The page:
A gigantic fireworks display has lit up Sydney harbor as Australia and other Asia-Pacific nations become the first to welcome the new year.
An estimated 1.5 million people gathered around the Sydney harbor on a warm summer night to see the $6.9 million fireworks show, with some camping out for much of the day to get a good vantage point. Many more watched on television around the world as Australian pop star Kylie Minogue pressed a button to start the annual extravaganza, with fireworks shooting up from barges and the iconic Harbor Bridge.
In Japan, Buddhist monks sounded a bell at Tokyo's Asakusa temple in a traditional midnight ceremony. Millions of Japanese visited Buddhist temples and Shinto shrines to pray for good luck in 2013.
Tens of thousands of people gathered in Hong Kong on the opposite sides of the city's harbor for a first-of-its kind New Year's Eve display, featuring pyrotechnics launched from both the water and surrounding skyscrapers.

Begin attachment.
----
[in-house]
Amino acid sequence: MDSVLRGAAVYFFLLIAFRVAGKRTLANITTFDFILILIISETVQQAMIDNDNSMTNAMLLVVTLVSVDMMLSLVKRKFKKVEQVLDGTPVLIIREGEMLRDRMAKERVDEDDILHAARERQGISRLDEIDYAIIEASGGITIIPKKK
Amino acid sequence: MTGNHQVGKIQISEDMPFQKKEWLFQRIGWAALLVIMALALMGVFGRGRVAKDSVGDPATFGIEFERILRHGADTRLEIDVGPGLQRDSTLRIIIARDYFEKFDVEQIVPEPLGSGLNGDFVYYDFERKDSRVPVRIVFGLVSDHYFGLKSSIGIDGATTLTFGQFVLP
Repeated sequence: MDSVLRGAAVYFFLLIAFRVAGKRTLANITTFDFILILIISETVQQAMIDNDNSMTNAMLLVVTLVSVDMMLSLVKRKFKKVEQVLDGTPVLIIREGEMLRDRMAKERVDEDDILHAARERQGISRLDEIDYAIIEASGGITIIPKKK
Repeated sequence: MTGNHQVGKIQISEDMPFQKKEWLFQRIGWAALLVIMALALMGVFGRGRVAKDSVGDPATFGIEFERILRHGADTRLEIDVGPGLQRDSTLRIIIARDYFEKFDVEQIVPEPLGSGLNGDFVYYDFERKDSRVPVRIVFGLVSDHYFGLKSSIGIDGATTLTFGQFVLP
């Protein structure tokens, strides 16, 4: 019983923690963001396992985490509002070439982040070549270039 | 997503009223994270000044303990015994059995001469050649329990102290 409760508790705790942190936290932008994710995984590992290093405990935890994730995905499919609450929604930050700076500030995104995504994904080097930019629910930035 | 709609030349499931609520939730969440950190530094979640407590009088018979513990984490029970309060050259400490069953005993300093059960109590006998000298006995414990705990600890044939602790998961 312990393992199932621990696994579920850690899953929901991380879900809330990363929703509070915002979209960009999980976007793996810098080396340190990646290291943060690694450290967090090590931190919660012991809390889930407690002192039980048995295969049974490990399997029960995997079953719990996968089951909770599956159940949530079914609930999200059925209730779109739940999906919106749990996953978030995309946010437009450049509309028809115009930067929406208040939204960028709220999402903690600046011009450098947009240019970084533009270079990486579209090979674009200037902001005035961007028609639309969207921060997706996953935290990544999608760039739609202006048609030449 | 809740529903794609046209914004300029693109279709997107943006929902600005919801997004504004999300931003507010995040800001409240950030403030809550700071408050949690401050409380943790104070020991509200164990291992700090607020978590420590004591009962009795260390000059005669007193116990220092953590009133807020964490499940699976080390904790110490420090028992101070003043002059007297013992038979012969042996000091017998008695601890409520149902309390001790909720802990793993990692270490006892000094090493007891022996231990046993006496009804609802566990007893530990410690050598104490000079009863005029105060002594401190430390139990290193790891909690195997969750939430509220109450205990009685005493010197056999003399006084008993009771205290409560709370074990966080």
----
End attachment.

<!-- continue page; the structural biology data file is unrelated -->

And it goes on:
Authorities in the Indonesian capital, Jakarta, closed a major highway to all traffic to make way for the city's first New Year's Eve street carnival with dance and pop performances on 16 stages.
Burma's largest city Rangoon was staging a big New Year's Eve party for the first time, as the country emerges from a decades-long military dictatorship that ended last year and typically banned large public gatherings. Around 50,000 people were expected to attend Rangoon's countdown, fireworks and live music show.
In the southern Philippines, the festive mood was overshadowed by the devastation from a typhoon that killed more than 1,000 people in early December. Philippine authorities also were bracing for injuries as many revellers were expected to set off dangerous firecrackers and fire gunshots into the air.
Many hotels and bars in India scaled down or canceled New Year's Eve parties out of respect for a young woman who died Saturday after she was gang raped in New Delhi — a brutal incident that shocked the nation.